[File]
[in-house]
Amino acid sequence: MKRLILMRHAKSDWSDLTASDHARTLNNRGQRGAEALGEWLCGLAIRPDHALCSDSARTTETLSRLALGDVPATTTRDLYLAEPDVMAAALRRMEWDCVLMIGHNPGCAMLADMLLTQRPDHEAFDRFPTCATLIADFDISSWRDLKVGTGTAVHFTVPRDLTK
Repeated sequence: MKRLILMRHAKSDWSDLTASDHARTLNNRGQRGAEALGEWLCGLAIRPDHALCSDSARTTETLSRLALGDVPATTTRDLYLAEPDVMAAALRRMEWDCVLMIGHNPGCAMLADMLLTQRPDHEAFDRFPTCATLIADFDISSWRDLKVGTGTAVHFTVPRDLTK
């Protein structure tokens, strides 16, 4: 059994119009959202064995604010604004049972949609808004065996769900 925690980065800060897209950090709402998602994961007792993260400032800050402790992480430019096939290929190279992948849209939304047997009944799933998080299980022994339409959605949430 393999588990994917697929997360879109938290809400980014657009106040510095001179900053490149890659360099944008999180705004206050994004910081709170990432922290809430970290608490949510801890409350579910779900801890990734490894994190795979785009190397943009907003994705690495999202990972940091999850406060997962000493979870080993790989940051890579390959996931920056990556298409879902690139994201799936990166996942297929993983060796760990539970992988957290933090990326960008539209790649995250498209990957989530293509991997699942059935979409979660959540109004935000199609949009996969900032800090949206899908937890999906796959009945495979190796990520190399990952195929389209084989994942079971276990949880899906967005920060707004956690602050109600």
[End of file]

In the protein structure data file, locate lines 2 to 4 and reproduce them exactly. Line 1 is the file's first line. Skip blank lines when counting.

Amino acid sequence: MKRLILMRHAKSDWSDLTASDHARTLNNRGQRGAEALGEWLCGLAIRPDHALCSDSARTTETLSRLALGDVPATTTRDLYLAEPDVMAAALRRMEWDCVLMIGHNPGCAMLADMLLTQRPDHEAFDRFPTCATLIADFDISSWRDLKVGTGTAVHFTVPRDLTK
Repeated sequence: MKRLILMRHAKSDWSDLTASDHARTLNNRGQRGAEALGEWLCGLAIRPDHALCSDSARTTETLSRLALGDVPATTTRDLYLAEPDVMAAALRRMEWDCVLMIGHNPGCAMLADMLLTQRPDHEAFDRFPTCATLIADFDISSWRDLKVGTGTAVHFTVPRDLTK
């Protein structure tokens, strides 16, 4: 059994119009959202064995604010604004049972949609808004065996769900 925690980065800060897209950090709402998602994961007792993260400032800050402790992480430019096939290929190279992948849209939304047997009944799933998080299980022994339409959605949430 393999588990994917697929997360879109938290809400980014657009106040510095001179900053490149890659360099944008999180705004206050994004910081709170990432922290809430970290608490949510801890409350579910779900801890990734490894994190795979785009190397943009907003994705690495999202990972940091999850406060997962000493979870080993790989940051890579390959996931920056990556298409879902690139994201799936990166996942297929993983060796760990539970992988957290933090990326960008539209790649995250498209990957989530293509991997699942059935979409979660959540109004935000199609949009996969900032800090949206899908937890999906796959009945495979190796990520190399990952195929389209084989994942079971276990949880899906967005920060707004956690602050109600």